You forgot the "And then they learned something people aren't supposed to know. I'd tell you, but.. you know..." bits.
For all that, I know I enjoy reading it.

Although I must admit that my favourite Lovecraftian work would be Anchorhead by Michael Gentry. On one level it's a rip-off of one or two of Lovecraft's stories, but still.
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Re: Cthulhu! (Well, Lovecraft in general)

Postby Pathway » Thu Jan 17, 2008 5:23 am UTC

Asleep or Wrong wrote:Are there any Cthulhu Mythos writers who aren't terrible? It seems like Lovecraft & friends set up something spectacular and then a great many people have spent the last 70 years making it suck with terrible pastiches.

As for Lovecraft's writing style, in addition to the above, his casual racism is pretty hilarious. I guess it's not really fair to blame him for it though, as much as it just a product of his times.

Dream Cycle is surprisingly good for pulp fiction.


Haha. As far as casual racism goes, The Street seems the most overt. Lovecraft ain't no liberal.
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Re: Cthulhu! (Well, Lovecraft in general)

Postby Belial » Thu Jan 17, 2008 9:41 pm UTC

I don't think it was even a matter of him being liberal, conservative, racist, or whatever.

Dude was just nuts. Off his damn rocker.
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Re: Cthulhu! (Well, Lovecraft in general)

Postby cathrl » Thu Jan 17, 2008 10:38 pm UTC

I've got to agree with whoever said the ideas are amazing but the writing is less than stellar, often rather stilted, and the "diary" style can be very forced ("I hear a tapping at the window. I must go and investigate!". To a certain extent, though, it's a stylistic thing from that era (as is the casual racism). Edgar Allen Poe is considered a pretty good writer, but there are a lot of similarities. Old-fashioned =/= badly written.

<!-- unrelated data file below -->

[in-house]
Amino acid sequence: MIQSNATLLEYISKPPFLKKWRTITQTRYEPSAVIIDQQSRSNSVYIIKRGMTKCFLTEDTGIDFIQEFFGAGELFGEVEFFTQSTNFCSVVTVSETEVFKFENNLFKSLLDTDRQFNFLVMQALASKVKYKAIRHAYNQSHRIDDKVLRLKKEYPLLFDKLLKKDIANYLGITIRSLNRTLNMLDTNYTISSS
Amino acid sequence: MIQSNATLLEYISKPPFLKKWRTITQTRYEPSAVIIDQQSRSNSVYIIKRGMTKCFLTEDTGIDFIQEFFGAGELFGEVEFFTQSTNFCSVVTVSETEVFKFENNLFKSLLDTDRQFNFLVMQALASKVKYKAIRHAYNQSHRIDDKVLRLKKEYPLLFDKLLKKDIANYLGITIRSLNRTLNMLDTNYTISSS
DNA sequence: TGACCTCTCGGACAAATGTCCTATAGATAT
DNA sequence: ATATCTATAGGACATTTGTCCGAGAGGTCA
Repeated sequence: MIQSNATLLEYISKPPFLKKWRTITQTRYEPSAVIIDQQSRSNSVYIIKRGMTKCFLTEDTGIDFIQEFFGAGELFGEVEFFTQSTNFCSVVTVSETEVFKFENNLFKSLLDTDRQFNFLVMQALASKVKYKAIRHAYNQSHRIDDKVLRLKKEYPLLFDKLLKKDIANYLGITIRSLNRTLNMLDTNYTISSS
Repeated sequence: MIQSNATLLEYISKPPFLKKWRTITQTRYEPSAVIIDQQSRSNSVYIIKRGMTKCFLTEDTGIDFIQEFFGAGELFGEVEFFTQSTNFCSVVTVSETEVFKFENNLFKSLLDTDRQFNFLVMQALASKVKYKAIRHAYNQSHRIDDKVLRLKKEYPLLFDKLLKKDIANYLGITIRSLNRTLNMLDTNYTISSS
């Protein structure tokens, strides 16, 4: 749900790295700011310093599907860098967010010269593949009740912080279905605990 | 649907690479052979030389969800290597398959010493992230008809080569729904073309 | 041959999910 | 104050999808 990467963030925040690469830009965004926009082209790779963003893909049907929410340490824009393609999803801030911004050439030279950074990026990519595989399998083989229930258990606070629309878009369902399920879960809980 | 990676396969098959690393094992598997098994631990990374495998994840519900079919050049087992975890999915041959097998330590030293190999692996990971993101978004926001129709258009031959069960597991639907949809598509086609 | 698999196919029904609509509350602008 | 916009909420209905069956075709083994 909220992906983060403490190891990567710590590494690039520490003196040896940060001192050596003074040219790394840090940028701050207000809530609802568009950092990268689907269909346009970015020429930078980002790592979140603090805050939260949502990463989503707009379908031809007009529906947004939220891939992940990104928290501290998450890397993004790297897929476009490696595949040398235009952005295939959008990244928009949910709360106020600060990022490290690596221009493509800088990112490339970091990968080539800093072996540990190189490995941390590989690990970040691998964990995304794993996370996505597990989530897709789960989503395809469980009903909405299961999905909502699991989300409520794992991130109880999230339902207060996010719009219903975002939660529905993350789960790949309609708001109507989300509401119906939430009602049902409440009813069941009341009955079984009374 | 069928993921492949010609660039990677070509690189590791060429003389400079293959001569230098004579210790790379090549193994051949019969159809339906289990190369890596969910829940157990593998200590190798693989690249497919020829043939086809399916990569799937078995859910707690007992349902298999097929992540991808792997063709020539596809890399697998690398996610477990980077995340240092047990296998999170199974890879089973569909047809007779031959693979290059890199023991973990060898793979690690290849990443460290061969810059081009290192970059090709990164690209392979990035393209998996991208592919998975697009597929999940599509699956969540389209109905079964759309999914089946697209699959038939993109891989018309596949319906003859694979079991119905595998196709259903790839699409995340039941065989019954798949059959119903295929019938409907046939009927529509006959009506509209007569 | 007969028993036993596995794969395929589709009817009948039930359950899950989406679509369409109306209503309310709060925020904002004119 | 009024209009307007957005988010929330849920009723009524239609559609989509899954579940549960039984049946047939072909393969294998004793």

Call of Cthulhu is a hell of a good RPG, though. And you can wind the GM up by asking questions like "Is it hippocephalic?"

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Re: Cthulhu! (Well, Lovecraft in general)

Postby Torvaun » Fri Jan 18, 2008 12:32 am UTC

I was a big fan of Rats in the Walls, and whatever the one with the soul-eating fly was. Herbert West, Reanimator was also awesome.

In a similar vein, has anyone here read The Horla? It's like Lovecraft, but with better writing.
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Re: Cthulhu! (Well, Lovecraft in general)

Postby Sir_Elderberry » Fri Jan 18, 2008 2:38 am UTC

Pathway wrote:
Asleep or Wrong wrote:Are there any Cthulhu Mythos writers who aren't terrible? It seems like Lovecraft & friends set up something spectacular and then a great many people have spent the last 70 years making it suck with terrible pastiches.